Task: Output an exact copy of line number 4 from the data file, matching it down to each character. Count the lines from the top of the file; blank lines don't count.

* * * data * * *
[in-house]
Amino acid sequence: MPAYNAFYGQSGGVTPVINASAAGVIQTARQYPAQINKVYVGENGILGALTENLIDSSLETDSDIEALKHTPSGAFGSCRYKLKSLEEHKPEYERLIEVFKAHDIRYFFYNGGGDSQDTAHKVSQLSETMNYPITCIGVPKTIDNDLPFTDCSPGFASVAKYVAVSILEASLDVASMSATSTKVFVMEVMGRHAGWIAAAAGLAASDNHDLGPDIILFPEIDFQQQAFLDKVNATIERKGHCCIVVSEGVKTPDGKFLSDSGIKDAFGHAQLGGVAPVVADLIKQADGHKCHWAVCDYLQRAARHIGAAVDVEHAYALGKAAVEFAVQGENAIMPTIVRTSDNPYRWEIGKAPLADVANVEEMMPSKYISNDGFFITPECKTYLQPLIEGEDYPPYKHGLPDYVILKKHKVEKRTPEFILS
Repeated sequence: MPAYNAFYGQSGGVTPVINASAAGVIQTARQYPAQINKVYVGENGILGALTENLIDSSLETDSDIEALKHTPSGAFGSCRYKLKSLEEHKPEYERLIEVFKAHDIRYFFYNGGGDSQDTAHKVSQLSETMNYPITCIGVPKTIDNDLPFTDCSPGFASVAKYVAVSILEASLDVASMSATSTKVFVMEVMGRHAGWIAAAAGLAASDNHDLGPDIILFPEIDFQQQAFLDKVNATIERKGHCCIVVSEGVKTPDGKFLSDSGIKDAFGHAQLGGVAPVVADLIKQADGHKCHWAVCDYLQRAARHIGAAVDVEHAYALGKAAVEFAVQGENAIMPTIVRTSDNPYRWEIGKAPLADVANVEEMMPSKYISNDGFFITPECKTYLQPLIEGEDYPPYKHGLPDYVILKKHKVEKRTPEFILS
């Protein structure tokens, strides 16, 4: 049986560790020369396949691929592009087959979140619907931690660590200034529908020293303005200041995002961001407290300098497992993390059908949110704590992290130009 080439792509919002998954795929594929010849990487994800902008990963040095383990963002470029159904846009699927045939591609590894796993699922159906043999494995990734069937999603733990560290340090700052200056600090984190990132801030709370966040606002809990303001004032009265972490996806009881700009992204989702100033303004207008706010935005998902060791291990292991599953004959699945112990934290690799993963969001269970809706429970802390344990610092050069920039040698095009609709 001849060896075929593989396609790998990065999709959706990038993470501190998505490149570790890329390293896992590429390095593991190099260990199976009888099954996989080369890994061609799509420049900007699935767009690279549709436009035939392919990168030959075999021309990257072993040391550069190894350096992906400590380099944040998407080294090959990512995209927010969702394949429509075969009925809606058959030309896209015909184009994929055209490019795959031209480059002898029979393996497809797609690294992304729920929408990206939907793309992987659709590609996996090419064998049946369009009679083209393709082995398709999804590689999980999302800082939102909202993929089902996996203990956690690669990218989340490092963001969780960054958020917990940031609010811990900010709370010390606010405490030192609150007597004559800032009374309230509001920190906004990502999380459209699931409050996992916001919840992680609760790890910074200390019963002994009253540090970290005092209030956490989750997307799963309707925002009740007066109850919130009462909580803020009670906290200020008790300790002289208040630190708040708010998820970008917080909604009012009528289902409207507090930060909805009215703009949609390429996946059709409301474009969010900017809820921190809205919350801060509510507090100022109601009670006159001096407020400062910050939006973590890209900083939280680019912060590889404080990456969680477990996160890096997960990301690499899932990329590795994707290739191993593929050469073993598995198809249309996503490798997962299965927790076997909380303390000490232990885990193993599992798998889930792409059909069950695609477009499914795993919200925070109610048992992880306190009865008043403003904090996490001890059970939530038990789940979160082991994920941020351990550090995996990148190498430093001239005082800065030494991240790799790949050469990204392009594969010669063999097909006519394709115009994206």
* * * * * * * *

């Protein structure tokens, strides 16, 4: 049986560790020369396949691929592009087959979140619907931690660590200034529908020293303005200041995002961001407290300098497992993390059908949110704590992290130009 080439792509919002998954795929594929010849990487994800902008990963040095383990963002470029159904846009699927045939591609590894796993699922159906043999494995990734069937999603733990560290340090700052200056600090984190990132801030709370966040606002809990303001004032009265972490996806009881700009992204989702100033303004207008706010935005998902060791291990292991599953004959699945112990934290690799993963969001269970809706429970802390344990610092050069920039040698095009609709 001849060896075929593989396609790998990065999709959706990038993470501190998505490149570790890329390293896992590429390095593991190099260990199976009888099954996989080369890994061609799509420049900007699935767009690279549709436009035939392919990168030959075999021309990257072993040391550069190894350096992906400590380099944040998407080294090959990512995209927010969702394949429509075969009925809606058959030309896209015909184009994929055209490019795959031209480059002898029979393996497809797609690294992304729920929408990206939907793309992987659709590609996996090419064998049946369009009679083209393709082995398709999804590689999980999302800082939102909202993929089902996996203990956690690669990218989340490092963001969780960054958020917990940031609010811990900010709370010390606010405490030192609150007597004559800032009374309230509001920190906004990502999380459209699931409050996992916001919840992680609760790890910074200390019963002994009253540090970290005092209030956490989750997307799963309707925002009740007066109850919130009462909580803020009670906290200020008790300790002289208040630190708040708010998820970008917080909604009012009528289902409207507090930060909805009215703009949609390429996946059709409301474009969010900017809820921190809205919350801060509510507090100022109601009670006159001096407020400062910050939006973590890209900083939280680019912060590889404080990456969680477990996160890096997960990301690499899932990329590795994707290739191993593929050469073993598995198809249309996503490798997962299965927790076997909380303390000490232990885990193993599992798998889930792409059909069950695609477009499914795993919200925070109610048992992880306190009865008043403003904090996490001890059970939530038990789940979160082991994920941020351990550090995996990148190498430093001239005082800065030494991240790799790949050469990204392009594969010669063999097909006519394709115009994206």